Teju Cole, New York Times Magazine Photography Critic and Author, Will Give A Reading At Eastern Michigan University

Teju Cole

Teju Cole


TEJU COLE is a writer, art historian, and photographer. He is the Distinguished Writer in Residence at Bard College and photography critic of the New York Times Magazine.

He was born in the US in 1975 to Nigerian parents, and raised in Nigeria. He currently lives in Brooklyn. He is the author of two books, a novella, Every Day is for the Thief, named a book of the year by the New York Times, the Globe and Mail, NPR, and the Telegraph, and shortlisted for the PEN/Open Book Award, and a novel, Open City, which also featured on numerous book of the year lists, and won the PEN/Hemingway Award, the New York City Book Award for Fiction, the Rosenthal Award of the American Academy of Arts and Letters, and the Internationaler Literaturpreis, and was shortlisted for the National Book Critics Circle Award, the New York Public Library Young Lions Award, and the Ondaatje Prize of the Royal Society of Literature.

Teju Cole has contributed to the New York Times, the New Yorker, Qarrtsiluni, the Financial Times, the Atlantic, Granta, Aperture, Transition, A Public Space, the New Inquiry, and several other magazines. He is currently at work on a book-length non-fiction narrative of Lagos, and is engaged in curatorial projects. His photography has been exhibited in India and the US, published in a number of journals, and will be the subject of a solo exhibition in Italy. He has lectured widely, from the Harvard Graduate School of Design to Twitter Headquarters, and gave the 2014 Kenan Distinguished Lecture in Ethics at Duke University. He was awarded the 2015 Windham Campbell Prize for Fiction.  http://www.tejucole.com

Teju Cole will be reading a selection from one of his writings and hosting a Q&A session.

Wed Mar 9, 2016

7:00 PM

Student Center Auditorium

Cost: Free

Open to the public

345 Student Center, 900 Oakwood Dr., Ypsilanti, MI 48197



Shapeshifters: Featured Book, Center for the Education of Women’s Book Talk

Featured CEW Book Talk Book by Wolverine Alumna Aimee

Featured CEW Book Talk

Author Aimee Cox

Author & Wolverine Alumna Aimee Meredith Cox

“Shapeshifters: Black Girls and the Choreography of Citizenship” - A Book Talk with Aimee Meredith Cox

Date: November 5, 2015 – 5:00pm – 7:00pm
Location: Munger Graduate Residences, 8th Floor, Rm 8110, 540 Thompson St., Ann Arbor, MI 48104-2414

“Join us for a book talk and signing with U-M graduate, Aimee Meredith Cox, Ph.D. In her book, Shapeshifters,
Dr. Cox explores how young Black women in a Detroit homeless shelter contest stereotypes, critique their status as partial citizens, and negotiate poverty, racism, and gender violence to create and imagine lives for themselves.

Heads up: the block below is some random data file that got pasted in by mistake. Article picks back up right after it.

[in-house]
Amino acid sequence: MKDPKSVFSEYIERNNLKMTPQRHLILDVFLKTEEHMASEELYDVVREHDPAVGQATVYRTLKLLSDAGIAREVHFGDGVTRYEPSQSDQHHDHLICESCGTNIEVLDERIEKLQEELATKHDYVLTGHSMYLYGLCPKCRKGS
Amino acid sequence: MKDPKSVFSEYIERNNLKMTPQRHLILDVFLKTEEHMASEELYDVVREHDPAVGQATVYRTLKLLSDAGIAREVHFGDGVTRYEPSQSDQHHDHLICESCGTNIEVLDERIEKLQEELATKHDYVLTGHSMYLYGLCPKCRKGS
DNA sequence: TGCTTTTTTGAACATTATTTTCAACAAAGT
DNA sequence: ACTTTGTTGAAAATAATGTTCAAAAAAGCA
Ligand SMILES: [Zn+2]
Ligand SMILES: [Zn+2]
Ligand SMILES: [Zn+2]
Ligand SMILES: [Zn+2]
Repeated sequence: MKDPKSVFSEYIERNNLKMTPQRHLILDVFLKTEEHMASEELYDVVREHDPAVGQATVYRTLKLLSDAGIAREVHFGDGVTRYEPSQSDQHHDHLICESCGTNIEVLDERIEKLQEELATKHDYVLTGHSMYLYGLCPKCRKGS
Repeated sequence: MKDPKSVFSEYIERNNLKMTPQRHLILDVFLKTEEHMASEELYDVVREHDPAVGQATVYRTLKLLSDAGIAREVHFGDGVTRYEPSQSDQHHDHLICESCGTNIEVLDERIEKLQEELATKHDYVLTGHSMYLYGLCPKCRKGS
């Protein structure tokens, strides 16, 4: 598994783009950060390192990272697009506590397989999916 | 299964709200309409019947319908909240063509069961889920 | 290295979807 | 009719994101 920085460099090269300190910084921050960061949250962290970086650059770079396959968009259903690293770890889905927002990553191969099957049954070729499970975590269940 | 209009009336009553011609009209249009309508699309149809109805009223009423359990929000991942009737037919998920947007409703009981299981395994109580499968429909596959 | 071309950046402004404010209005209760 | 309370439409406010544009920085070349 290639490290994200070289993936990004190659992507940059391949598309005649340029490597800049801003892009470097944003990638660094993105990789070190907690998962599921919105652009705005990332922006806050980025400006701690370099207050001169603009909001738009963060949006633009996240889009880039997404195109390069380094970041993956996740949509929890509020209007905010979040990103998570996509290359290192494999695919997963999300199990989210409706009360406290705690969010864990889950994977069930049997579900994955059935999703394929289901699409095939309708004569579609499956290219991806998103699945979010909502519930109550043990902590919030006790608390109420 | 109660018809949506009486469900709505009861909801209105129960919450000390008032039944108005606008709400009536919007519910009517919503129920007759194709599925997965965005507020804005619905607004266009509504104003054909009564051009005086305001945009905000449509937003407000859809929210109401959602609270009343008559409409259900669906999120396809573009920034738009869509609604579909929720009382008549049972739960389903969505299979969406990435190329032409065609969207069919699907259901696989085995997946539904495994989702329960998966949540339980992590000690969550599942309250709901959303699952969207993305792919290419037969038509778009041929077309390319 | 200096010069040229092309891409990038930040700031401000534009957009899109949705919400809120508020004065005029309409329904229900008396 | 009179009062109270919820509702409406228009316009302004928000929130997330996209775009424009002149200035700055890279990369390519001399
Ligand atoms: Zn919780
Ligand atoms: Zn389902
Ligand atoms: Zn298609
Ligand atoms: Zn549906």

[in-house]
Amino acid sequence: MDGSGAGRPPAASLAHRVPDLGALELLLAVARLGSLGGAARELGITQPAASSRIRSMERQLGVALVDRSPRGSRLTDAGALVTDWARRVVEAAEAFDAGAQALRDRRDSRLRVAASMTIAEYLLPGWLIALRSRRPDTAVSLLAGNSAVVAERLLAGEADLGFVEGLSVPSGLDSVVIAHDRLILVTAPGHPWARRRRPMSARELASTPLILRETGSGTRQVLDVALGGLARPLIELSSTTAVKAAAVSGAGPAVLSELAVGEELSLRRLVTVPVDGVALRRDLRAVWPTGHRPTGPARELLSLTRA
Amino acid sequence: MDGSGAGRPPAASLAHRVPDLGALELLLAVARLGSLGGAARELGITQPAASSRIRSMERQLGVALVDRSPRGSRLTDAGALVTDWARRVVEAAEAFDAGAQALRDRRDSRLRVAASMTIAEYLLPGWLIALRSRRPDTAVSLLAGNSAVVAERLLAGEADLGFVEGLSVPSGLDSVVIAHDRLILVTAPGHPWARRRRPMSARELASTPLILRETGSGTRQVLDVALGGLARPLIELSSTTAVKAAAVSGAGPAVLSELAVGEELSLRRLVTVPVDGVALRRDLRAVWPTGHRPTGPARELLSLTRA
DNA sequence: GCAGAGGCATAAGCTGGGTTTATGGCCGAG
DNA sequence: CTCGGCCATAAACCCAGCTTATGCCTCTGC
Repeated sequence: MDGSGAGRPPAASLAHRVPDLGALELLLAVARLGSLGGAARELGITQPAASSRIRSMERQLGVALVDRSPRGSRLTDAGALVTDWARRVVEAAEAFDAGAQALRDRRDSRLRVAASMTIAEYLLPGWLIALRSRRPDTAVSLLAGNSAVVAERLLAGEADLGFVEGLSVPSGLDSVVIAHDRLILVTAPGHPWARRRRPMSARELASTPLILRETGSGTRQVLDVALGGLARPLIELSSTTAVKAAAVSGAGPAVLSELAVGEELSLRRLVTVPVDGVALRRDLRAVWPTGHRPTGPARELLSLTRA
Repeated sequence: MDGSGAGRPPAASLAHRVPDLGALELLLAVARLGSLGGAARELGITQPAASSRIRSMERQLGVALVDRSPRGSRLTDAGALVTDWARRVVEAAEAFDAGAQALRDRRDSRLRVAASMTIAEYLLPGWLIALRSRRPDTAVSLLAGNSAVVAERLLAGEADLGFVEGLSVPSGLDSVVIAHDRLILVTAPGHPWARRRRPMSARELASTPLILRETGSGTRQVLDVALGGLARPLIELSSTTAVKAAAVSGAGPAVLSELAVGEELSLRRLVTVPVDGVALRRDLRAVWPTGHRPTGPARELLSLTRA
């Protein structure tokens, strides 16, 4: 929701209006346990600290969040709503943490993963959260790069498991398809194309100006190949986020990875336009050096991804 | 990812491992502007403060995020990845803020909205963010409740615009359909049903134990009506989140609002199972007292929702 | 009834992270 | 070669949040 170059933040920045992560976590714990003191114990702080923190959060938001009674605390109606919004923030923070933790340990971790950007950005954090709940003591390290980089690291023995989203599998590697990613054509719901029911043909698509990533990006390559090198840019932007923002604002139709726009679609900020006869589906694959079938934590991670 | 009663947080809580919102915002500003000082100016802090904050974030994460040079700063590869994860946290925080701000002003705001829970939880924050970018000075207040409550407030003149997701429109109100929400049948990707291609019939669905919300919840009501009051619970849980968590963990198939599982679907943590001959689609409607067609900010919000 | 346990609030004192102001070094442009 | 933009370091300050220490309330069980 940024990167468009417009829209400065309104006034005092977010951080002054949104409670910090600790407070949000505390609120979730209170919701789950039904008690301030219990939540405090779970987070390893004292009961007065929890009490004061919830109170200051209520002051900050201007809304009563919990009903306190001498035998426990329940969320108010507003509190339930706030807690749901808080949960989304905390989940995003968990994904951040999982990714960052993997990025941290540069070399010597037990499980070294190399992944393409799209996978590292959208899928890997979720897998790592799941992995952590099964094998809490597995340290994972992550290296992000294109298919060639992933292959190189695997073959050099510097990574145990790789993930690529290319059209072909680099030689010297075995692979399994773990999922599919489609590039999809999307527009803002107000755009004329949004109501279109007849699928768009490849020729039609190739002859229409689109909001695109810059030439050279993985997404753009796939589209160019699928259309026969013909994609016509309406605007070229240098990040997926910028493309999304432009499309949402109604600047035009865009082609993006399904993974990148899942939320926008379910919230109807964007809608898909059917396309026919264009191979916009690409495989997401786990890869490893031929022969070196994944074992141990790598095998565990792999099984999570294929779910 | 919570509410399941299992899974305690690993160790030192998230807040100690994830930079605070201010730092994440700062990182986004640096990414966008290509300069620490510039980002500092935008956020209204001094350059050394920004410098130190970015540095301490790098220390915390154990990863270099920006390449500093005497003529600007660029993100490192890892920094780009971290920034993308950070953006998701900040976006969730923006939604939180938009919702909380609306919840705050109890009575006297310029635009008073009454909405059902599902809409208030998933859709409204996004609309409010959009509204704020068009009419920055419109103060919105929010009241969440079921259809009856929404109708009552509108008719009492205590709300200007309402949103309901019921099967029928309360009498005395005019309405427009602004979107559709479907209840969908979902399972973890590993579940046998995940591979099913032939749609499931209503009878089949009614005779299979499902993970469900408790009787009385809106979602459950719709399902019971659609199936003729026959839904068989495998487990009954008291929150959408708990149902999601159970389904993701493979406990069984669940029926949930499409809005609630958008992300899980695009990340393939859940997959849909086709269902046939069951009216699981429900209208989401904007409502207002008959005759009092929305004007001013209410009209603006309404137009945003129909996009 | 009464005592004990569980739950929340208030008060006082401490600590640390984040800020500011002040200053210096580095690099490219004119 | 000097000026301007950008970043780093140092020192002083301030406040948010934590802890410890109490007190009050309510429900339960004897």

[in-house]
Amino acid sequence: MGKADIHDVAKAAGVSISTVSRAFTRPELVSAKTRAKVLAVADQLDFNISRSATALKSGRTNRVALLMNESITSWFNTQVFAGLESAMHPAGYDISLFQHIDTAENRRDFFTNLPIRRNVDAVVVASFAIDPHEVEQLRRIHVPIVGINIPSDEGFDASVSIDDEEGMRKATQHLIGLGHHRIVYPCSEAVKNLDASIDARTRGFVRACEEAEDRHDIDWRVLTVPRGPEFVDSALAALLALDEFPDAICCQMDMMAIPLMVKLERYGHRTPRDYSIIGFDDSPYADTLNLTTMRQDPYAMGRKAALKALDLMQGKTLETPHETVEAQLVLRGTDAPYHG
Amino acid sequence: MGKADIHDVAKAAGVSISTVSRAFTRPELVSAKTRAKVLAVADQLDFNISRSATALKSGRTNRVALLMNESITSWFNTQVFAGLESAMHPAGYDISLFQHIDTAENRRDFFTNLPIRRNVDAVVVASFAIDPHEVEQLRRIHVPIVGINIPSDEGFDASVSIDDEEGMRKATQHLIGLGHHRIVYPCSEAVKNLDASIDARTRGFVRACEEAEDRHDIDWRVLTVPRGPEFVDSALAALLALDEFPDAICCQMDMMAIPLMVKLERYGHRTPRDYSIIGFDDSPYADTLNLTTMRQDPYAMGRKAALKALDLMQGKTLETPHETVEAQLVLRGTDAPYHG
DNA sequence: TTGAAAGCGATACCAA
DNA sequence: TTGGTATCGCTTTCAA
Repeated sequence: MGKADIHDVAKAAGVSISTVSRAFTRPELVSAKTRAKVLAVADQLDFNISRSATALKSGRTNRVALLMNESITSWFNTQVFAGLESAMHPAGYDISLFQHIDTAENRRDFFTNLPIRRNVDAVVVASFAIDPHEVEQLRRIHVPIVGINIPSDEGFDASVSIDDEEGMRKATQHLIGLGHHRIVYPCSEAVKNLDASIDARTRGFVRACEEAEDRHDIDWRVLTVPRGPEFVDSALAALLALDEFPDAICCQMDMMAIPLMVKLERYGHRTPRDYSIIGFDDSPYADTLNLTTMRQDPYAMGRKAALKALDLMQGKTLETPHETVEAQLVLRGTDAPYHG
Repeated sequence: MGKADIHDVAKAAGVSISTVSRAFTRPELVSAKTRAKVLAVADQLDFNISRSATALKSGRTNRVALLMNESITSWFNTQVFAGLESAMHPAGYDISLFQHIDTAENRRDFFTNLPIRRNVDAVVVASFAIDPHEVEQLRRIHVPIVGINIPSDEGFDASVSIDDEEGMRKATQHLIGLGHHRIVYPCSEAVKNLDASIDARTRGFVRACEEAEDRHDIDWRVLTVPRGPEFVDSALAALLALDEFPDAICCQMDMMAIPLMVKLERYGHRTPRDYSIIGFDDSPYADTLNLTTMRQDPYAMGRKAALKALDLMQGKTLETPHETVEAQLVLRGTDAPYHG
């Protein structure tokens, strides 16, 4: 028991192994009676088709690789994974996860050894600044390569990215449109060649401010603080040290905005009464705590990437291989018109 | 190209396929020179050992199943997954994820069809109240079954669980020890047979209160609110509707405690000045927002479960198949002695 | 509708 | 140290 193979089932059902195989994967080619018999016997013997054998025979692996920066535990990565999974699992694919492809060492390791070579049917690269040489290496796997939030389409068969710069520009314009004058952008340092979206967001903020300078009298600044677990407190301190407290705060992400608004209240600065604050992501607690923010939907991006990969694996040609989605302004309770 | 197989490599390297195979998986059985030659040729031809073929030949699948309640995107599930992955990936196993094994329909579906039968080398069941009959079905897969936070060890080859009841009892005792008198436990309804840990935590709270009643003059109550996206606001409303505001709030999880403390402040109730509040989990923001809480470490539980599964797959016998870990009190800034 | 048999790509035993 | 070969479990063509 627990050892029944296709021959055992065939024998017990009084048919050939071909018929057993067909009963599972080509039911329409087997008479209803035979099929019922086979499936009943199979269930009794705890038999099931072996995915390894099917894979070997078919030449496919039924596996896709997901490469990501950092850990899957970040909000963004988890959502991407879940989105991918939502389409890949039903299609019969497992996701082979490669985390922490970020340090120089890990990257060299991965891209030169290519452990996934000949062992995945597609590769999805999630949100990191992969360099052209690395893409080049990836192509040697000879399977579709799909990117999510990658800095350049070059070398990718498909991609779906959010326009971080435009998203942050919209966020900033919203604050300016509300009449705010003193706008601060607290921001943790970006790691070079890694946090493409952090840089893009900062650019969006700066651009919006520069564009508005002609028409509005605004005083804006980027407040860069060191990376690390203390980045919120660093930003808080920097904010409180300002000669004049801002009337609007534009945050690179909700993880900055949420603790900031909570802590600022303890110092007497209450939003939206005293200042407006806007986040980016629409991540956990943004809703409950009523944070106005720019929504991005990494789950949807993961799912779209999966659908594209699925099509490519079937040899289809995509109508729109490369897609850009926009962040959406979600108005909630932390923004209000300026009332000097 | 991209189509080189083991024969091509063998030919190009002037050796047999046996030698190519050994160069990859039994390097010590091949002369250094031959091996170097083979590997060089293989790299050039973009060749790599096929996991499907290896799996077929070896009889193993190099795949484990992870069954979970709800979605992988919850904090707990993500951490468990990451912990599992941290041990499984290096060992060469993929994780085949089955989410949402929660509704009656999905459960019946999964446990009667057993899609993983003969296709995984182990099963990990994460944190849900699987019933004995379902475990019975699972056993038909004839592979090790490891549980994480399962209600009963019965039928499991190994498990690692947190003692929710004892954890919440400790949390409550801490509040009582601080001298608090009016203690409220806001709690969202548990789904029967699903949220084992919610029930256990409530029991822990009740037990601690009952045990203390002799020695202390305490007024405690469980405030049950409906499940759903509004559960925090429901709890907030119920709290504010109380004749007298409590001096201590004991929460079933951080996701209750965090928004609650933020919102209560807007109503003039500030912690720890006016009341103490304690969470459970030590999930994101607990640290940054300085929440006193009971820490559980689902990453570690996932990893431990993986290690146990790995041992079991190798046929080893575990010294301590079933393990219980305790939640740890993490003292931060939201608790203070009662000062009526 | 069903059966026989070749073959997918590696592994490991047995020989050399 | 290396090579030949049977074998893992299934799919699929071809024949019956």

Based on eight years of fieldwork at the Fresh Start shelter, Cox shows how the shelter’s residents—who range in age from fifteen to twenty-two—employ strategic methods she characterizes as choreography to disrupt the social hierarchies and prescriptive narratives that work to marginalize them. Among these are dance and poetry, which residents learn in shelter workshops. These outlets for performance and self-expression, Cox shows, are key to the residents exercising their agency, while their creation of alternative family structures demands a rethinking of notions of care, protection, and love. Cox also uses these young women’s experiences to tell larger stories: of Detroit’s history, the Great Migration, deindustrialization, the politics of respectability, and the construction of Black girls and women as social problems. With Shapeshifters, Cox gives a voice to young Black women who find creative and non-normative solutions to the problems that come with being young, Black, and female in America.

Aimee Meredith Cox, Ph.D. is a cultural anthropologist and tenured professor of African and African AmericanStudies at Fordham University. She received her PhD in Anthropology from the University of Michigan where she also held a postdoctoral fellowship with the Center for the Education of Women. Her book Shapeshifters: Black Girls and the Choreography of Citizenship (Duke University Press, 2015) is available on Amazon. Dr. Cox is on the editorial board of The Feminist Wire and on the founding editorial board of Public: A Journal of Imagining America. She is also an executive board member of the Association of Black Anthropologists (ABA) and former co-editor of Transforming Anthropology, the peer-reviewed journal of the ABA. In addition, she trained on scholarship with the Dance Theatre of Harlem and toured extensively as a professional dancer with the Alvin Ailey Repertory Ensemble/Ailey II. Aimee was a Ford Foundation Postdoctoral Fellow and 2013-2014 Visiting Professor in New York University’s Anthropology Department.” -Center For The Education Of Women

This event is co-sponsored by U-M Women’s Studies, the Munger Graduate Residences, Women of Color in the Academy Project, the Department of Anthropology, the Department of Sociology, the Department of Afroamerican & African Studies (DAAS), the Institute for Research on Women and Gender, the Women’s Studies Department, and the Center for the Education of Women.

Additional funding is provided by CEW’s Frances and Sydney Lewis Visiting Leaders fund.

This program is free, and open to the public. Register here to attend!

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